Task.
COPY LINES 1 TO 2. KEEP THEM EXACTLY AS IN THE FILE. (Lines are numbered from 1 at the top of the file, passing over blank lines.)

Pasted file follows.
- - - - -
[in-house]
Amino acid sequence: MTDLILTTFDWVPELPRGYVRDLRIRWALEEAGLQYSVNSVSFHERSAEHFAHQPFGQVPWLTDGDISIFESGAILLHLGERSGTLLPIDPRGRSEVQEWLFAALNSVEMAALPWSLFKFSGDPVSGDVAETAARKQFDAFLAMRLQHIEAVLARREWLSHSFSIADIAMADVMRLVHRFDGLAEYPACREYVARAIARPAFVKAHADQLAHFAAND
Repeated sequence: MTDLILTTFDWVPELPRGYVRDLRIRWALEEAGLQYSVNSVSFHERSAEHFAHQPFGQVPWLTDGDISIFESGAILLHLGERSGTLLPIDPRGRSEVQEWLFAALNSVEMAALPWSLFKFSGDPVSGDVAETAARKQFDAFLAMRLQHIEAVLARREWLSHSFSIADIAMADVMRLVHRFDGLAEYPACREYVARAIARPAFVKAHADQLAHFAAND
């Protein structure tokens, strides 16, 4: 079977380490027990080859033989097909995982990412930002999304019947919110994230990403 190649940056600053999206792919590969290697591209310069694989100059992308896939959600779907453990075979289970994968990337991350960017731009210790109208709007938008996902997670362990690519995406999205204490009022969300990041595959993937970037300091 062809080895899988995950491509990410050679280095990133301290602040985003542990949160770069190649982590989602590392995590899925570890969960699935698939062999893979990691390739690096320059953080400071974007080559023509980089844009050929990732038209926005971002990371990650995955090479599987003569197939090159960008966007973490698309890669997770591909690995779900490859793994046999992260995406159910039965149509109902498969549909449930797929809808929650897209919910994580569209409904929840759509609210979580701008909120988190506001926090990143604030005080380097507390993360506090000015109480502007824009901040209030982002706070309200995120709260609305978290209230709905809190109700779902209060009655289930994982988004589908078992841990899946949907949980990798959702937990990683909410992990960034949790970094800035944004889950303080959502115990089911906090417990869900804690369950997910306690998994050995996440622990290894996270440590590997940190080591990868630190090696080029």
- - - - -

[in-house]
Amino acid sequence: MTDLILTTFDWVPELPRGYVRDLRIRWALEEAGLQYSVNSVSFHERSAEHFAHQPFGQVPWLTDGDISIFESGAILLHLGERSGTLLPIDPRGRSEVQEWLFAALNSVEMAALPWSLFKFSGDPVSGDVAETAARKQFDAFLAMRLQHIEAVLARREWLSHSFSIADIAMADVMRLVHRFDGLAEYPACREYVARAIARPAFVKAHADQLAHFAAND